EDITOR — It was with great relief that I watched council workers remove garbage from open spaces in Glen Norah recently.
It’s a good move especially considering that the rains are here.
The garbage was a recipe for disaster. A disease outbreak was waiting to happen.
However, the council must get to the bottom of the problem.
How come we had accumulated so much waste in open spaces in the first place?
Delivery service was non-existent. Bins had gone for too long without being collected.
The municipality should realise that this exercise would be a sheer waste of time if they stop collecting bins again.
Residents will start dumping rubbish in open space, creating an eyesore and exposing themselves to a possible disease outbreak.
But it’s not the council only to blame.
Residents should also play their part. They should not allow the council to forget it’s duty.
It needs constant remainder when garbage starts piling up.
Residents can also do their part in managing domestic waste.
I’m always surprised — whenever I’m in a shop — by the number of people who buy shopping bags. Why not use the ones we bought previously.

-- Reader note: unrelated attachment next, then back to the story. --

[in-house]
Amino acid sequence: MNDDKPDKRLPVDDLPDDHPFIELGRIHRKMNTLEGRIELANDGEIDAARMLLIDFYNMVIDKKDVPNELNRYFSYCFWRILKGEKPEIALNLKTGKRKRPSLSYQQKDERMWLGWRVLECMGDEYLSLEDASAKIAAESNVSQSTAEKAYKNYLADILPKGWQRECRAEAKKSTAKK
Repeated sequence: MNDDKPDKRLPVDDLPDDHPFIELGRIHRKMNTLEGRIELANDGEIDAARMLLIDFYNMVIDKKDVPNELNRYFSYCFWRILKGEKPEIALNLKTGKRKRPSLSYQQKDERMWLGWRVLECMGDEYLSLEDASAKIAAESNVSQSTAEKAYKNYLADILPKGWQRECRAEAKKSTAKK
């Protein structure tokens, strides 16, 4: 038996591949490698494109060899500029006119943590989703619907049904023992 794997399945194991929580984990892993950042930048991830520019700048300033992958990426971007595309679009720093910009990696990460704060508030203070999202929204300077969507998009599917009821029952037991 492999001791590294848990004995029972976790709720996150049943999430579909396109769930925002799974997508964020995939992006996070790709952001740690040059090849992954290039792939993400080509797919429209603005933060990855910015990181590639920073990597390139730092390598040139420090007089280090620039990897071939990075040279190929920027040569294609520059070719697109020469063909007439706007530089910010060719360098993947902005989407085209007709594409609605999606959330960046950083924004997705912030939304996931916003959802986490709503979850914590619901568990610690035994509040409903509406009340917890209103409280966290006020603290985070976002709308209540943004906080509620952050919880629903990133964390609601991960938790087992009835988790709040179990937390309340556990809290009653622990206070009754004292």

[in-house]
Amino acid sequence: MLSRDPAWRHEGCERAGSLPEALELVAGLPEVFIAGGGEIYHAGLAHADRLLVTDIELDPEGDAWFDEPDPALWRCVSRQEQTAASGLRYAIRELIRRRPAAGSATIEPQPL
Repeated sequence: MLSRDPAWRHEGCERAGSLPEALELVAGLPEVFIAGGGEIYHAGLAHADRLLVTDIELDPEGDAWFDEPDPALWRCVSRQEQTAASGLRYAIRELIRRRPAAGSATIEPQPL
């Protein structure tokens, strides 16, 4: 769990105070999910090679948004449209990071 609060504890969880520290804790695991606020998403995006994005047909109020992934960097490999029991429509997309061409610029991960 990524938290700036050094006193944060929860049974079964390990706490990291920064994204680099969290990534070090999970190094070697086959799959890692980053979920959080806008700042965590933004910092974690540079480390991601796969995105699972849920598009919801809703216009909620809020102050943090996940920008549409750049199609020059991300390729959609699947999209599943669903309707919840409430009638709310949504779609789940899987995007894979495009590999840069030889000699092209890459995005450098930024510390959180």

Please, reuse shopping bags whenever possible.
The same goes for plastic bottles and containers.
Another way is to buy larger and bulk packages if possible, for example, one large bottle of laundry detergent will last much longer than using multiple smaller bottles.
Do we need to put all our food waste in bins?
Not really. Instead of throwing them away, make a compost in your garden using food waste.
Composts can go a long way towards reducing your overall household waste. It benefits your home and your garden, and anyone can do it.
We all know that, a compost provides a natural and nutrients for soil, improves its structure and overall health. As gardeners say: “just put all bio-degradable material into your compost bin and nature will take care of the rest”.
Examples of waste you can use to make compost include vegetable and fruit peelings, grass cutting, weeds, crushed egg shells and so on.
Pay attention to the amount of packaging on things you are buying; are they recyclable?
Reduce the amount of bottled water you buy and bring to your house. There is no reason why you need to purchase it, unless you are out and about otherwise just boil your tap water or use purifying chemicals.